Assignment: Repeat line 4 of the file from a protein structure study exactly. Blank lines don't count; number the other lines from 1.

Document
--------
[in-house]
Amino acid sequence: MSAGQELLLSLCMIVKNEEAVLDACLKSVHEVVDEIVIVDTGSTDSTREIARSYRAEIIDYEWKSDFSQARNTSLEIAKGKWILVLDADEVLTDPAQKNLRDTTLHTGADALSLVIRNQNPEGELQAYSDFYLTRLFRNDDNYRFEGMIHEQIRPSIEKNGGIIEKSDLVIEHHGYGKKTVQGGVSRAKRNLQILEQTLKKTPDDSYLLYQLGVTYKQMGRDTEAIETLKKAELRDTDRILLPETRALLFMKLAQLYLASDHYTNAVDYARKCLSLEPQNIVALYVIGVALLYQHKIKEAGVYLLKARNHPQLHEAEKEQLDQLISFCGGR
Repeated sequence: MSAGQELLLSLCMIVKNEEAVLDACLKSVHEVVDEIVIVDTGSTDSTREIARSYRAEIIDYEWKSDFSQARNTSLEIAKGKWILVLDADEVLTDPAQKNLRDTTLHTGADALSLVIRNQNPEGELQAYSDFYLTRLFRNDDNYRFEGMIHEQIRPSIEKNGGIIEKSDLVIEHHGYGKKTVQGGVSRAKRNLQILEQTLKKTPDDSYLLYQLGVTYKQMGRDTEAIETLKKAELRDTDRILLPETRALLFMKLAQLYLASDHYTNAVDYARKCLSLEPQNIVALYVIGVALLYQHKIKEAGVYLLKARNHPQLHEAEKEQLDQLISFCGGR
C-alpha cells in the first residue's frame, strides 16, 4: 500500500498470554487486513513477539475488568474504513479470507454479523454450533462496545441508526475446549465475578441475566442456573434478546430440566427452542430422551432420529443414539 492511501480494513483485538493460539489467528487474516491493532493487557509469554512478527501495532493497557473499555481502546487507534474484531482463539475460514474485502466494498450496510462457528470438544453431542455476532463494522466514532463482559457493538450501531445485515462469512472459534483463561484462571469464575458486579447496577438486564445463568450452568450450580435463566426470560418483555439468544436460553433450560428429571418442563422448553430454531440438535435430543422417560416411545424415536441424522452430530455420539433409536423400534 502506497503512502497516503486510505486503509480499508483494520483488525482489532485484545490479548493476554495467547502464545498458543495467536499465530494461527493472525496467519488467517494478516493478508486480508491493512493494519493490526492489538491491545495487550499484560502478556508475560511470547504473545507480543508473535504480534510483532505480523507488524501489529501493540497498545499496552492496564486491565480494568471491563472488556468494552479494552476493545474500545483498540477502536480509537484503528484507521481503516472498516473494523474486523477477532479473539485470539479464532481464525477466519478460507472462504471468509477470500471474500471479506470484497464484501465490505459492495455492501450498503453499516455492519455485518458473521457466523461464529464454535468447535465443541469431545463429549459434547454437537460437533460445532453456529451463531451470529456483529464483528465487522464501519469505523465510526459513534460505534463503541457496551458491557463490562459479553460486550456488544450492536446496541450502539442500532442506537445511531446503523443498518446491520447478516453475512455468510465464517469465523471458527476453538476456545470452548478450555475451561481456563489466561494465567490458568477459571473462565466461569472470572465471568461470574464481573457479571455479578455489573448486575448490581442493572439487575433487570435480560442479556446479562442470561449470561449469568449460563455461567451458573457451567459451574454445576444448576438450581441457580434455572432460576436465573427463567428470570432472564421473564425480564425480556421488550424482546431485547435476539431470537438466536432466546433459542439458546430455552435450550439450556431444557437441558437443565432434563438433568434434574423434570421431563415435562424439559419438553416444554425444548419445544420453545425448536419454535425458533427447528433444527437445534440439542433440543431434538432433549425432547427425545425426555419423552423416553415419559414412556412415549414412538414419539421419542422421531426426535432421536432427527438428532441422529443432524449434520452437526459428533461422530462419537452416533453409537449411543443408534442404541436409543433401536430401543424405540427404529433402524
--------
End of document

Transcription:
C-alpha cells in the first residue's frame, strides 16, 4: 500500500498470554487486513513477539475488568474504513479470507454479523454450533462496545441508526475446549465475578441475566442456573434478546430440566427452542430422551432420529443414539 492511501480494513483485538493460539489467528487474516491493532493487557509469554512478527501495532493497557473499555481502546487507534474484531482463539475460514474485502466494498450496510462457528470438544453431542455476532463494522466514532463482559457493538450501531445485515462469512472459534483463561484462571469464575458486579447496577438486564445463568450452568450450580435463566426470560418483555439468544436460553433450560428429571418442563422448553430454531440438535435430543422417560416411545424415536441424522452430530455420539433409536423400534 502506497503512502497516503486510505486503509480499508483494520483488525482489532485484545490479548493476554495467547502464545498458543495467536499465530494461527493472525496467519488467517494478516493478508486480508491493512493494519493490526492489538491491545495487550499484560502478556508475560511470547504473545507480543508473535504480534510483532505480523507488524501489529501493540497498545499496552492496564486491565480494568471491563472488556468494552479494552476493545474500545483498540477502536480509537484503528484507521481503516472498516473494523474486523477477532479473539485470539479464532481464525477466519478460507472462504471468509477470500471474500471479506470484497464484501465490505459492495455492501450498503453499516455492519455485518458473521457466523461464529464454535468447535465443541469431545463429549459434547454437537460437533460445532453456529451463531451470529456483529464483528465487522464501519469505523465510526459513534460505534463503541457496551458491557463490562459479553460486550456488544450492536446496541450502539442500532442506537445511531446503523443498518446491520447478516453475512455468510465464517469465523471458527476453538476456545470452548478450555475451561481456563489466561494465567490458568477459571473462565466461569472470572465471568461470574464481573457479571455479578455489573448486575448490581442493572439487575433487570435480560442479556446479562442470561449470561449469568449460563455461567451458573457451567459451574454445576444448576438450581441457580434455572432460576436465573427463567428470570432472564421473564425480564425480556421488550424482546431485547435476539431470537438466536432466546433459542439458546430455552435450550439450556431444557437441558437443565432434563438433568434434574423434570421431563415435562424439559419438553416444554425444548419445544420453545425448536419454535425458533427447528433444527437445534440439542433440543431434538432433549425432547427425545425426555419423552423416553415419559414412556412415549414412538414419539421419542422421531426426535432421536432427527438428532441422529443432524449434520452437526459428533461422530462419537452416533453409537449411543443408534442404541436409543433401536430401543424405540427404529433402524